Tuesday, January 28, 2014

Are You a "Target"? - Incident Managment (part 2)

   I'm calling this part 2, but it's really the third in a series covering the consumer and enterprise sides of incidents and breaches.  This is always an important infosec topic, but the recent highly publicized issues effecting Target, Neiman Marcus and, as we're told, 3 other organizations to be named later brings this to the forefront.

   Many say that it's not a question of if we will suffer a breach, but when and how we will suffer a breach.  And yet there are organizations that consider this an optional capability.

   Last time we talked about the first two parts of the Incident Management program: Prevention and Planning/Preparation.

   Next is:
Communication. So these groups know their roles:

  • Security, IT, Privacy, Legal, HR, Communications
  • Executive Management and the board so they endorse the process
  • Responders so you know you can reach them
Incident Response.  Many groups make the mistake to only include this aspect of the program in their planning.  But your actual response is the execution of your planning.  Similar to Business Continuity Planning, you don't practice so you know exactly what to do in every situation, you practice so that you are able to adapt to the situation at hand.  This illustration shows the NIST four stages of Incident Response:

  1. Preparation - having available information including: contact information, on-call lists, incident response procedures, a command center, workstations, blank media, clean installation media
  2. Detection & Analysis - the key here is to know your environment, to know when things are working correctly, and to have good situational awareness tools (logging, SIEM, Vulnerability Management, GRC, DLP, IDS/IPS, filtering, anti-malware) so you know when things are not right.  It is then, armed with the documentation provided from these and other tools, your team can analyze what does not seem right in the environment.  It is during this phase that your appropriate management team can classify the situation as an Event, Incident or Breach (as we discussed last time).  You may need to bring in expert help for the analysis.  You, of course, need to determine, in advance, how you will decide to and do this.  It is important to document all the measures taken in this phase.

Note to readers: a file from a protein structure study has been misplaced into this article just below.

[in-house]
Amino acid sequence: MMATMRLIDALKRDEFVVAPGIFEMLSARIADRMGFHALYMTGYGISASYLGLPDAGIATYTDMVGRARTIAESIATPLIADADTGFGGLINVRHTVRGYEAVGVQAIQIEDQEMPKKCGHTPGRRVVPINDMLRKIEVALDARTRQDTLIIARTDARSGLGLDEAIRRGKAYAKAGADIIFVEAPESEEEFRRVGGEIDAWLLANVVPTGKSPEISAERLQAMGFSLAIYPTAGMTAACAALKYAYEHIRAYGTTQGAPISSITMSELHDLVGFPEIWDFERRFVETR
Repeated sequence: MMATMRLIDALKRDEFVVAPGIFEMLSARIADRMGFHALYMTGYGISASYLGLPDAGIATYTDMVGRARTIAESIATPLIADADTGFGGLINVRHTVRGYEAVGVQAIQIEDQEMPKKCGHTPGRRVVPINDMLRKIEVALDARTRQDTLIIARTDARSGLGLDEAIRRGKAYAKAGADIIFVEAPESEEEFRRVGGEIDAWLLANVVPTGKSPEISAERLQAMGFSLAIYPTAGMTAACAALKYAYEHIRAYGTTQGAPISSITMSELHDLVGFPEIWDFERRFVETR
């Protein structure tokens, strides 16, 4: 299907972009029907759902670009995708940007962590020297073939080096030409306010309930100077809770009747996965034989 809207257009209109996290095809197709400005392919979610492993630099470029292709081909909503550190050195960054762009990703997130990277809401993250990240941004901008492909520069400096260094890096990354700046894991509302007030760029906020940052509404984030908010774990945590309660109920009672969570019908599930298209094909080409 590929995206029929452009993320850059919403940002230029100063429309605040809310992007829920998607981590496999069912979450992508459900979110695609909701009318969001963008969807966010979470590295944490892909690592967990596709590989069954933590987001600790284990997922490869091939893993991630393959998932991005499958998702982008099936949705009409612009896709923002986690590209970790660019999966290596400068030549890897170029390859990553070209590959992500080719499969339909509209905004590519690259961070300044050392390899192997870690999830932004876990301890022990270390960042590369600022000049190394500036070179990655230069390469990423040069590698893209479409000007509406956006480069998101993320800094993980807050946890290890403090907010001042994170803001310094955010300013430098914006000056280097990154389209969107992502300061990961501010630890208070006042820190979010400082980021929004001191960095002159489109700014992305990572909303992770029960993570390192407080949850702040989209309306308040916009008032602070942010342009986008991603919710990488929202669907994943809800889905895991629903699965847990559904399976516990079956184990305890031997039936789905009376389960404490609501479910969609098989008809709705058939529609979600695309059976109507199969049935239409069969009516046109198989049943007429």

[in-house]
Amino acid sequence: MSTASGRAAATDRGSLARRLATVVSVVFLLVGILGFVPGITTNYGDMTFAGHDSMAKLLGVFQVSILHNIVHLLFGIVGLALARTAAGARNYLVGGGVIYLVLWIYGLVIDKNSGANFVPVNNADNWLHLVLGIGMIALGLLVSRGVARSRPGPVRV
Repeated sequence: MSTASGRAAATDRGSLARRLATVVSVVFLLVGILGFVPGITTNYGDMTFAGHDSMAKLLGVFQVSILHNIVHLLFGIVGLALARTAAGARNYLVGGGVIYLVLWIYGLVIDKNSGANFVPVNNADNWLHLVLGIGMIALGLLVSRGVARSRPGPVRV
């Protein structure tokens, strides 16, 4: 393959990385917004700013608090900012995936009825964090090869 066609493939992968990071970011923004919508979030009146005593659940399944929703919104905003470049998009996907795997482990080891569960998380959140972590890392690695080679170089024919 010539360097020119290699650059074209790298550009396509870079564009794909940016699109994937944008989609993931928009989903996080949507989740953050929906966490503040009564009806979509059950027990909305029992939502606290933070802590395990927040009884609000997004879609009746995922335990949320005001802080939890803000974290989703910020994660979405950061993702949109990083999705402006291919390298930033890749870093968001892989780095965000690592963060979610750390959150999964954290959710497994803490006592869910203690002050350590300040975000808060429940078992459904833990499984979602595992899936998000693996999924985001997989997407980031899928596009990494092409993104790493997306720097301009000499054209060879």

3. Containment, Eradication & Recovery - based on what you learned through analysis, you must decide how to minimize damage by segregating effected system, determining if and how to remove the problem, and what measures should be taken for recovery, up to and including invoking your Disaster Recovery or Business Continuity plans.  Again, you may need to bring in expert help for this phase. It is important to document all the measures taken in this phase.
Post-Incident Activity.
   While NIST considers this the final part of the response phase, I think the post-incident work deserves its own section.  There are two main phases:

  • Communication - this is both internal and external (if needed) communication.  Internally, people need to get an overview of what happened, what they should or should not communicate, and what steps are being taken.  If your issue was high-profile or involved a breach of information for which notification is required, you must provide timely communication.  In the absence of information, rumors develop.  The court of public opinion does not look kindly upon organizations that withhold information or don't accept responsibility for issues.
  • AAR and Lessons Learned - This is one of the most critical parts of the whole cycle.  Events and incidents happen.  Breaches happen.  We need to learn and adapt to get better.  Look at your whole Incident Management cycle.  What worked?  What didn't?  What could you have done better?  Build these aspects into your plan and improve!  The AAR is your After Action Report, which contains the details of the event and response.
   This is just an overview of my thoughts on incident response and the NIST SP800-61 guide. I highly recommend reviewing the guide to see how your program stacks up.  Then... practice!

   What other tips and techniques would you add?  Are there aspects of the plan in the guide that don't work for you?


  1. Barry: good, comprehensive article about preparation. I think where companies trip up is having everyone on the same page - IT collaborating with Marcom. Target might have prepared ahead of time but their internal and external communication was severely lacking which caused as much, if not more damage in the public eye.

    1. Great point Curt. It's quick action through communication that most directly correlates to public perception and reputation. I know that Target is doing what they need to internally, but it's often the timely communication that makes the difference.